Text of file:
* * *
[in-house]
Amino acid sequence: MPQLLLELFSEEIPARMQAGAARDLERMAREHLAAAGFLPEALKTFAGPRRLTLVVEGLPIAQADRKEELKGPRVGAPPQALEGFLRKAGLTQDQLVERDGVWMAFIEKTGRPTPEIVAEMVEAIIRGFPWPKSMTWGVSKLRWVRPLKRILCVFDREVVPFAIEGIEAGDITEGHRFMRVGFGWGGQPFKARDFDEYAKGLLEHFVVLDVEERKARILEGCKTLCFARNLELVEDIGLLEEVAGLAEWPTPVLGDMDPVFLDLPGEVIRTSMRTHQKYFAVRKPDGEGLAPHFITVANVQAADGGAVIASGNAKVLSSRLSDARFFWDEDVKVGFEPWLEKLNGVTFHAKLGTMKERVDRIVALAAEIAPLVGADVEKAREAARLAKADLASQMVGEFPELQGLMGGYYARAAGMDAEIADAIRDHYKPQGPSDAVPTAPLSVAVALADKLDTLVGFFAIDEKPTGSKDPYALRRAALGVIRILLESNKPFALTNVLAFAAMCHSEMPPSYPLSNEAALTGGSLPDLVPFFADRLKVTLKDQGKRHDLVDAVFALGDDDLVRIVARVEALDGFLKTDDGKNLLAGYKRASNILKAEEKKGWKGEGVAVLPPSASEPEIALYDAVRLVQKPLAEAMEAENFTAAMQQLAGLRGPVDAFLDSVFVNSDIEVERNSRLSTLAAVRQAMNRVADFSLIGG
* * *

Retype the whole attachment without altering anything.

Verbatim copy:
[in-house]
Amino acid sequence: MPQLLLELFSEEIPARMQAGAARDLERMAREHLAAAGFLPEALKTFAGPRRLTLVVEGLPIAQADRKEELKGPRVGAPPQALEGFLRKAGLTQDQLVERDGVWMAFIEKTGRPTPEIVAEMVEAIIRGFPWPKSMTWGVSKLRWVRPLKRILCVFDREVVPFAIEGIEAGDITEGHRFMRVGFGWGGQPFKARDFDEYAKGLLEHFVVLDVEERKARILEGCKTLCFARNLELVEDIGLLEEVAGLAEWPTPVLGDMDPVFLDLPGEVIRTSMRTHQKYFAVRKPDGEGLAPHFITVANVQAADGGAVIASGNAKVLSSRLSDARFFWDEDVKVGFEPWLEKLNGVTFHAKLGTMKERVDRIVALAAEIAPLVGADVEKAREAARLAKADLASQMVGEFPELQGLMGGYYARAAGMDAEIADAIRDHYKPQGPSDAVPTAPLSVAVALADKLDTLVGFFAIDEKPTGSKDPYALRRAALGVIRILLESNKPFALTNVLAFAAMCHSEMPPSYPLSNEAALTGGSLPDLVPFFADRLKVTLKDQGKRHDLVDAVFALGDDDLVRIVARVEALDGFLKTDDGKNLLAGYKRASNILKAEEKKGWKGEGVAVLPPSASEPEIALYDAVRLVQKPLAEAMEAENFTAAMQQLAGLRGPVDAFLDSVFVNSDIEVERNSRLSTLAAVRQAMNRVADFSLIGG